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Eventually, Eggs has to "pretend" to be a real boy, and Winnie takes him in hand and tries to show him how to fit in in polite society — but he misunderstands basic things like what she means when she tells him to "shake hands" with people. (He just shakes his hands in mid air.) And he's surrounded by callous idiots who believe all the anti-Boxtroll propaganda and are controlled by fear.

When this film is playing it cute with grotesque touches, it's nothing particularly revolutionary — but it's fun and sweet. It's when Boxtrolls lets the grotesquerie pile up like a moldy cheese plate that it runs into trouble.

Revolting cheese allergies

Unfortunately for Snatcher's social aspirations, he's not just too low class and filthy for the ruling cheese-lovers, he's also allergic to cheese. So whenever Snatcher tries to prove to himself that he's worthy of joining the White Hats by eating cheese, he swells up revoltingly, with his lip blowing up like a red balloon and his face breaking out in pustules. At that point, his minions have to cover him with leeches to get the swelling down.

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The somewhat disgusting metaphor — in which Snatcher wants to be something he's physically incapable of being — is contrasted with the plight of Eggs, who believes he's a Boxtroll but is actually a human (and can no longer hide inside his box, like a real Boxtroll.) Without giving too much away, the film's resolution depends on Eggs learning to embrace the fact that he's a Boxtroll-identified human, and Snatcher's downfall is partly due to the fact that he can never admit that he's unable to eat cheese.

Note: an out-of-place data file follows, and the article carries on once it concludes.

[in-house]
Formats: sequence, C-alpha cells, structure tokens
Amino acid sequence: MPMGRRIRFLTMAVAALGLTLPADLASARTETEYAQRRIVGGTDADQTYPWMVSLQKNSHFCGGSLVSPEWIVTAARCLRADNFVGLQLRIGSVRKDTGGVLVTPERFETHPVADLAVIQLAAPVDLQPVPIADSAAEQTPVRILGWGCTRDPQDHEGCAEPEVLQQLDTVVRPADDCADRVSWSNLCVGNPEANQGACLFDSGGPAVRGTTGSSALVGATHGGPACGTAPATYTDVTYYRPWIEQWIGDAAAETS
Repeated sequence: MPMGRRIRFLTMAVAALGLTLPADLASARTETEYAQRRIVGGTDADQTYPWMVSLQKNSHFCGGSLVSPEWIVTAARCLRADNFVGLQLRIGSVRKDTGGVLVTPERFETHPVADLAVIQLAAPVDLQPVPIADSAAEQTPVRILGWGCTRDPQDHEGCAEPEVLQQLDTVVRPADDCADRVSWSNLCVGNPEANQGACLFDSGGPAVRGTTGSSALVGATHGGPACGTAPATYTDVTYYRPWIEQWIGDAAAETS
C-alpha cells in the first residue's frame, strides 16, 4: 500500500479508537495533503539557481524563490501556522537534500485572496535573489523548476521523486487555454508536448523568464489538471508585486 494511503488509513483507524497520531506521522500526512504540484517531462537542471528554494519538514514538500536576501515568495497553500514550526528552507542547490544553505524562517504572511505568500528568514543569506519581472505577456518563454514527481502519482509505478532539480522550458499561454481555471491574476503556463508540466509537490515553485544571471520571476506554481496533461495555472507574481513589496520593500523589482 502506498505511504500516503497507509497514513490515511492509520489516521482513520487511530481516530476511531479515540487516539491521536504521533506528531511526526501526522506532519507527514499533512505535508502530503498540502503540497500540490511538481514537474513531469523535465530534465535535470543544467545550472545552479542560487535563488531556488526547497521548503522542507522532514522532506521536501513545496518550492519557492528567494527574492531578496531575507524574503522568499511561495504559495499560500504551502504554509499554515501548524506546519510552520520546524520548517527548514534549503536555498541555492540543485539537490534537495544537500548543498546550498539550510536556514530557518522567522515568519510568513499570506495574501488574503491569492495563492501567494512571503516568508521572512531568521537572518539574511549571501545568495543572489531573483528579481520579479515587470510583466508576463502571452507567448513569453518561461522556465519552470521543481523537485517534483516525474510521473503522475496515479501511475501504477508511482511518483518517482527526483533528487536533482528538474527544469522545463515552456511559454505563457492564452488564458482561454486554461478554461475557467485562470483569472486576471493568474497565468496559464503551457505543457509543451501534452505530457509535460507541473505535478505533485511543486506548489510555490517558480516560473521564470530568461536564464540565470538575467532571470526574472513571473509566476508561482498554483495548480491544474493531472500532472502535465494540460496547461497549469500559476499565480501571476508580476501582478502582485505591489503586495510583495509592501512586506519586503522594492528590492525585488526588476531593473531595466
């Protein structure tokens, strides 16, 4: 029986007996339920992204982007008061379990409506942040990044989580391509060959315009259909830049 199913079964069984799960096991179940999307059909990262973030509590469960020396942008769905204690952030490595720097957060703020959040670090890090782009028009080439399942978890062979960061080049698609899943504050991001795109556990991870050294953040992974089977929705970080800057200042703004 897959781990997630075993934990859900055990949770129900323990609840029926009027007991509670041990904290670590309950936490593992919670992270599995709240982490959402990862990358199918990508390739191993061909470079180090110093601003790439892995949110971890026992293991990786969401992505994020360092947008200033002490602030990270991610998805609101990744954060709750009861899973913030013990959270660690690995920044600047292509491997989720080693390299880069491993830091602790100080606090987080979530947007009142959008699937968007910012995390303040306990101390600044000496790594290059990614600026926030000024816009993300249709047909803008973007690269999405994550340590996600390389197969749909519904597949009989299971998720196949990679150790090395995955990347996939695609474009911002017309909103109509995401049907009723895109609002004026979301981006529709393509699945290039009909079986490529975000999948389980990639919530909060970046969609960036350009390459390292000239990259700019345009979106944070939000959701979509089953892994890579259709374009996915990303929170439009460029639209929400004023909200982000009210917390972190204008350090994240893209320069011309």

In general, the character of Snatcher is relentlessly over-the-top in his grotesqueness (it's hard to overstate how gross the allergic reactions are) and meanwhile, his fear-mongering about the supposedly terrifying Boxtrolls is transparently insane — so the fact that adults take this guy seriously is part of what feels kind of heavy-handed, in the context of the movie.

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And of course, Snatcher also has an alter ego — he randomly dresses up in drag and masquerades as a high-femme chanteuse who performs campy musical numbers about the menace of the Boxtrolls. All of the men in the film are in love with Snatcher's femme disguise, even as they despise the low-class Snatcher himself. In the context of the film's running theme of "people trying to be what they're not," it's a weird note to hit. I can see how it's just another layer of campy Monty Python-esque silliness in a film that's full of outlandish camp, but I also have a measure of sympathy with the people who find this transphobic. Partly because as a woman, Snatcher's femininity is represented as repulsive.